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How much is a solar system for a 2000 sq ft house?

Dec. 06, 2023
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Tags: Energy

Written by

Tara Farmer

December 4, 2023

Edited by

Tamatha Hazen

Fact-checked by

Kristen Cramer

Solar panels cost by system size

Solar panels cost $3.00 to $4.50 per watt installed on average, with homeowners spending about $3.75 per watt before factoring in available solar incentives. A 6- to 10-kW solar panel installation costs $12,600 to $31,500 after the 30% federal tax credit. Solar panel prices depend on the size, type, and quality.

Average cost of solar panels by system size System size
(in kilowatts) Average installed cost
(before incentives) Average final installation cost*
(after 30% tax credit) 3 kW $9,000 – $13,500 $6,300 – $9,500 4 kW $12,000 – $18,000 $8,400 – $12,600 5 kW $15,000 – $22,500 $10,500 – $15,800 6 kW $18,000 – $27,000 $12,600 – $18,900 8 kW $24,000 – 36,000 $16,800 – $25,200 10 kW $30,000 – $45,000 $21,000 – $31,500 12 kW $36,000 – $54,000 $25,200 – $37,800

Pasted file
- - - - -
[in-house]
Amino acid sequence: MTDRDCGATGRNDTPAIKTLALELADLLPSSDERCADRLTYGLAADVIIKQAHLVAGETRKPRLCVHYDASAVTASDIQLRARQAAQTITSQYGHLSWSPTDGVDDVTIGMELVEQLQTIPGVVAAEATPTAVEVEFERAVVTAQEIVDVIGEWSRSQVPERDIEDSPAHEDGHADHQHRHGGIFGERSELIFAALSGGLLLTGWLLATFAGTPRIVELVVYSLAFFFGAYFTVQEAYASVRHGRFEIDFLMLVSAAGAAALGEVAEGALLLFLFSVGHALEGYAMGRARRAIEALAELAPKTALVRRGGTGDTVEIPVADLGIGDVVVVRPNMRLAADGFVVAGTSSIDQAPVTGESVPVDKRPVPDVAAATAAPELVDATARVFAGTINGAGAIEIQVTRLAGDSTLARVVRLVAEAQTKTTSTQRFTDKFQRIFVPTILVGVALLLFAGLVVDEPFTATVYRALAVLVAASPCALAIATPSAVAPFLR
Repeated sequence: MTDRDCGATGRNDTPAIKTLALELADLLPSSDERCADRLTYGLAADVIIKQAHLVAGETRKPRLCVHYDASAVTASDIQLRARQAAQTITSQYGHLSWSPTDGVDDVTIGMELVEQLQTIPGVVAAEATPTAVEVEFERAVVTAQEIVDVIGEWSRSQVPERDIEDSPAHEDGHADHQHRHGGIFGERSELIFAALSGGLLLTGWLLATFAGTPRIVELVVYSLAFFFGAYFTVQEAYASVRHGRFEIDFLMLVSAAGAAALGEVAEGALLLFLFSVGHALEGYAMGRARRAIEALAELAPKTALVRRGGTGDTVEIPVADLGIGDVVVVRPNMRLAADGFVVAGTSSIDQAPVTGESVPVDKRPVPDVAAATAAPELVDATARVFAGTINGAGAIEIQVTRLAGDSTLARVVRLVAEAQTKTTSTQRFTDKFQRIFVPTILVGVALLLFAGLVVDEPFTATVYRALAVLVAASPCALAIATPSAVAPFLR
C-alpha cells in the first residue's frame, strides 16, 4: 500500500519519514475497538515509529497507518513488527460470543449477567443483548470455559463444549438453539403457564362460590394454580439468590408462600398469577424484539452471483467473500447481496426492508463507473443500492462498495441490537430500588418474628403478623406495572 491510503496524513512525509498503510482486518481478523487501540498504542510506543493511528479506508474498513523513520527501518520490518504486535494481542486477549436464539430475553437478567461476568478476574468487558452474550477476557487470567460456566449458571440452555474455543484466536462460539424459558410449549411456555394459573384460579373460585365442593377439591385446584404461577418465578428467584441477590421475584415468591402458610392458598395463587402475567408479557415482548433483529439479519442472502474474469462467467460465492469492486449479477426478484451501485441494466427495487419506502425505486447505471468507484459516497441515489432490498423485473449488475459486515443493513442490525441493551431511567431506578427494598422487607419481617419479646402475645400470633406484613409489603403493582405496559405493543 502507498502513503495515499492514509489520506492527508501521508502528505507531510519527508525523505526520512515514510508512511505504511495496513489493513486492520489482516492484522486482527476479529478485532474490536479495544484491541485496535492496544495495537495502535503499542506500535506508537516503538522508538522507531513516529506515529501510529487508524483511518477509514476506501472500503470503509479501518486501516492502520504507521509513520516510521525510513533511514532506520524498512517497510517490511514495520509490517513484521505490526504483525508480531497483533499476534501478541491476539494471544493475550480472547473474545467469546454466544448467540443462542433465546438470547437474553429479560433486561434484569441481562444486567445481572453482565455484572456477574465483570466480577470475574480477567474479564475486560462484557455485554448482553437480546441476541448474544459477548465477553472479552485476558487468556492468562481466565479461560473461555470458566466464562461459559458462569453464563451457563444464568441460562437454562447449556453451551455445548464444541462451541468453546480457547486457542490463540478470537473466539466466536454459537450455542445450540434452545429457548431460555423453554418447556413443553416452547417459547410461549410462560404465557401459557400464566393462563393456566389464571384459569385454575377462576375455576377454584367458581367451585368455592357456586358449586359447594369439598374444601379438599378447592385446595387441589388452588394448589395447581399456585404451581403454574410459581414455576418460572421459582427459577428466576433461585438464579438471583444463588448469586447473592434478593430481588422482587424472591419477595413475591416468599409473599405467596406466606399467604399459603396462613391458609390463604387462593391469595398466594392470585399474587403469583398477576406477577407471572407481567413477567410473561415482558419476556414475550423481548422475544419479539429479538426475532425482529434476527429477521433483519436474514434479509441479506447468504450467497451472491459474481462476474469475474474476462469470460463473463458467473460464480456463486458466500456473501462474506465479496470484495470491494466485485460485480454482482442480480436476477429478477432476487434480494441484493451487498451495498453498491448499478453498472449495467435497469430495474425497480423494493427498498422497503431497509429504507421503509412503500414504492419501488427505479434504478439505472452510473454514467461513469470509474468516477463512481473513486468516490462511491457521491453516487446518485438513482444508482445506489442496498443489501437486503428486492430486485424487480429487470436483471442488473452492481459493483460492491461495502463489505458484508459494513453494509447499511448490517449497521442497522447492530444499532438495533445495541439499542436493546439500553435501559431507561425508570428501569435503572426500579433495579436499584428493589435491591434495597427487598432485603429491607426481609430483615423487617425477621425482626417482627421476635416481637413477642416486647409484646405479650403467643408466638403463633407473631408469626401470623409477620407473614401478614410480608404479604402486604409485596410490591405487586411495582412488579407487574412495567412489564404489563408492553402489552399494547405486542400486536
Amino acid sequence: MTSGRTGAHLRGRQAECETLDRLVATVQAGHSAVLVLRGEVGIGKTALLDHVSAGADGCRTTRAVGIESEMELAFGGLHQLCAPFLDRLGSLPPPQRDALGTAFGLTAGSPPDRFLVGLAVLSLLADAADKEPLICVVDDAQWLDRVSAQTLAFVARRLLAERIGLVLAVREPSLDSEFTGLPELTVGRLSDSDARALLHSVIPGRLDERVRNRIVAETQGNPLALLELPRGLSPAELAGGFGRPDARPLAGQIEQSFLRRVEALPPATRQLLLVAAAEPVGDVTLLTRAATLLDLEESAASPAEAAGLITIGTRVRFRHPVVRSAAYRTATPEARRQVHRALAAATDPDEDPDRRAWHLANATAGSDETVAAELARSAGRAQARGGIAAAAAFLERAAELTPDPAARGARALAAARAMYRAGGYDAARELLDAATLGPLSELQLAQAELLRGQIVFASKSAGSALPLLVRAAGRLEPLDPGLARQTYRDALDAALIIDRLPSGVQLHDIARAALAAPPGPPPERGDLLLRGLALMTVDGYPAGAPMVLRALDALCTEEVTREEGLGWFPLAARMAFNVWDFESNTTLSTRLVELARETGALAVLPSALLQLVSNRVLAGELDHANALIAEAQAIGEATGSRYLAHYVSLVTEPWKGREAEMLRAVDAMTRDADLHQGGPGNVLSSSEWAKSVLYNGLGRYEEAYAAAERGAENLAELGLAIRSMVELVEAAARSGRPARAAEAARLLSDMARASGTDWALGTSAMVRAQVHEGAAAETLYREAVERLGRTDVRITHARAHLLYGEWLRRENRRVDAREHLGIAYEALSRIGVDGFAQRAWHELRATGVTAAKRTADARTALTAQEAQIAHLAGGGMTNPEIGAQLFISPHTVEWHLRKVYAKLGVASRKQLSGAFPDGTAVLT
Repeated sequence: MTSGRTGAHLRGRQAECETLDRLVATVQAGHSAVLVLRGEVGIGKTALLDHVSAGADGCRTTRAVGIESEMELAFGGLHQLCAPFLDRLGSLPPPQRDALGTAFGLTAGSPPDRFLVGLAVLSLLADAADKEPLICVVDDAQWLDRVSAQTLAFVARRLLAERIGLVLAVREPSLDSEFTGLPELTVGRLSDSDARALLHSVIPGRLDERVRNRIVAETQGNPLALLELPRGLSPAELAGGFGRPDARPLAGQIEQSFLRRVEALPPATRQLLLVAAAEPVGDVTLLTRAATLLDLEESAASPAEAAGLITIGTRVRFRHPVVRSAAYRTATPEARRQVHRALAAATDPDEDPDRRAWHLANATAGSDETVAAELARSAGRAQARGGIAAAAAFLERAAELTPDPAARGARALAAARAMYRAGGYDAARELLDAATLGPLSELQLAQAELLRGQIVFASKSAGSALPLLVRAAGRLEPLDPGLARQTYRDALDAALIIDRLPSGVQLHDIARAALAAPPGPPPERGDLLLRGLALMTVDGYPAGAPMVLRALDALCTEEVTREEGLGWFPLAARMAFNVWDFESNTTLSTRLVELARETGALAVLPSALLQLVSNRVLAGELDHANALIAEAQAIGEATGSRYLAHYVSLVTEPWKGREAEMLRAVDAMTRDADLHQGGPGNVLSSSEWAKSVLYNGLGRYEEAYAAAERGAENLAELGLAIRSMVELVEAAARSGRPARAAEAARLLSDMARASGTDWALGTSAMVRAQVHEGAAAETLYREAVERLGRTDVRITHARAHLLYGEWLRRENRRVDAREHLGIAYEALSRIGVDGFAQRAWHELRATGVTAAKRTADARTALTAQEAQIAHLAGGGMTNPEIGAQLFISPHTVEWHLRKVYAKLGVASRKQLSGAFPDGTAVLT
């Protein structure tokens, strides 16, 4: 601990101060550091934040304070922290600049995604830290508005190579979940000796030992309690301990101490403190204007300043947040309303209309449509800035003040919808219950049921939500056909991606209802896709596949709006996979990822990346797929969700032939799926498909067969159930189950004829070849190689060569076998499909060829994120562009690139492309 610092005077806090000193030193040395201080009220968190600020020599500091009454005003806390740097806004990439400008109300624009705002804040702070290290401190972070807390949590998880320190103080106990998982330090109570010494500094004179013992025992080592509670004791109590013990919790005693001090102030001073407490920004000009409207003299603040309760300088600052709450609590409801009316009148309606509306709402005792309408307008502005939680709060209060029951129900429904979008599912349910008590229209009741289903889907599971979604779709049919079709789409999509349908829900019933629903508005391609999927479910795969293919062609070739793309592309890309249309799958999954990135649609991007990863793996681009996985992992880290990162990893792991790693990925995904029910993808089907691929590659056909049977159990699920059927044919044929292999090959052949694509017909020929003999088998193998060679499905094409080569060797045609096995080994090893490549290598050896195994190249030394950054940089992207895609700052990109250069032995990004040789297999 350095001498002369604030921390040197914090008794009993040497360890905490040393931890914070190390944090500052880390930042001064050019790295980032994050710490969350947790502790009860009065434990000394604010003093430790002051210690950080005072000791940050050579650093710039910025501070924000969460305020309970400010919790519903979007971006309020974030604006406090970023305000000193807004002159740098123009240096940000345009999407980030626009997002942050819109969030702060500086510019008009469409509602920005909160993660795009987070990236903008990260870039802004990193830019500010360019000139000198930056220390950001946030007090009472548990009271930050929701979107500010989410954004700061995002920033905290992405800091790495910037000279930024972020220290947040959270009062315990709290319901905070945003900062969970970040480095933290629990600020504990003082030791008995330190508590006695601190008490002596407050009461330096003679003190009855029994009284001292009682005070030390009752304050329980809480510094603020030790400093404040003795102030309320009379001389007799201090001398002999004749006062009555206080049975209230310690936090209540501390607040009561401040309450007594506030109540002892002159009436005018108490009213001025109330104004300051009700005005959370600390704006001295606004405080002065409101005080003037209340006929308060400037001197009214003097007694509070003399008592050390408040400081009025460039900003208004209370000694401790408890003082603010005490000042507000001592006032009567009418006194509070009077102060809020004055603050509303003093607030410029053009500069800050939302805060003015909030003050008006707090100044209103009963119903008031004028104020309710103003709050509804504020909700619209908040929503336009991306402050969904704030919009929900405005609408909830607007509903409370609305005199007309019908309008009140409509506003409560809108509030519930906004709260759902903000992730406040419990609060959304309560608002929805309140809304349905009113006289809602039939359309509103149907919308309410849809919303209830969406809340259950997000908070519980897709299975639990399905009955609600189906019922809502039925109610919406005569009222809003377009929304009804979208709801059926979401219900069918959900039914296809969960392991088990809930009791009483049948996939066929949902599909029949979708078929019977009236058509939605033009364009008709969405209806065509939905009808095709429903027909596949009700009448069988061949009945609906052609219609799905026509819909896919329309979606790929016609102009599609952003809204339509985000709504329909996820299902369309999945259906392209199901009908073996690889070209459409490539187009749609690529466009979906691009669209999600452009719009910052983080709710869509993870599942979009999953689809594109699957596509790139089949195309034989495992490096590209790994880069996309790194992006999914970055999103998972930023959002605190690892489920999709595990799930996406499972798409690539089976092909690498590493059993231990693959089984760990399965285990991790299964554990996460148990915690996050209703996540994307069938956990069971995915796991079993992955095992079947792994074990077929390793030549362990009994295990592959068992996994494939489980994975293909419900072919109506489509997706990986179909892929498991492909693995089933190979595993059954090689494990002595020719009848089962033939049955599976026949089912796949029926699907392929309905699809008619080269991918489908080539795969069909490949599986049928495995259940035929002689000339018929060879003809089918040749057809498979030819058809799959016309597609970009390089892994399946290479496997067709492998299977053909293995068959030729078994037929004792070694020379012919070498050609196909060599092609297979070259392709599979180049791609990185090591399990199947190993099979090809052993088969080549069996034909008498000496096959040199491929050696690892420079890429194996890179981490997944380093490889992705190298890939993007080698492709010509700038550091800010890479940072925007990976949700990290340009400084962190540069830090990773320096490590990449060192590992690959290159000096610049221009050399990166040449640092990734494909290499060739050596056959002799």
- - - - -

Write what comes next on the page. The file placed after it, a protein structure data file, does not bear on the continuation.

*Total cost may be lower with additional state and local incentives.

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Cost to install solar panels by state

Residential solar panel prices vary from state to state. Your estimated installation costs and potential savings depend on the local electricity rates, your household electricity usage, and the incentives available in your area.

Cost of solar panels by state State Average cost per watt* Average total cost for 6- to 10-kW system* Average total cost for 6- to 10-kW system*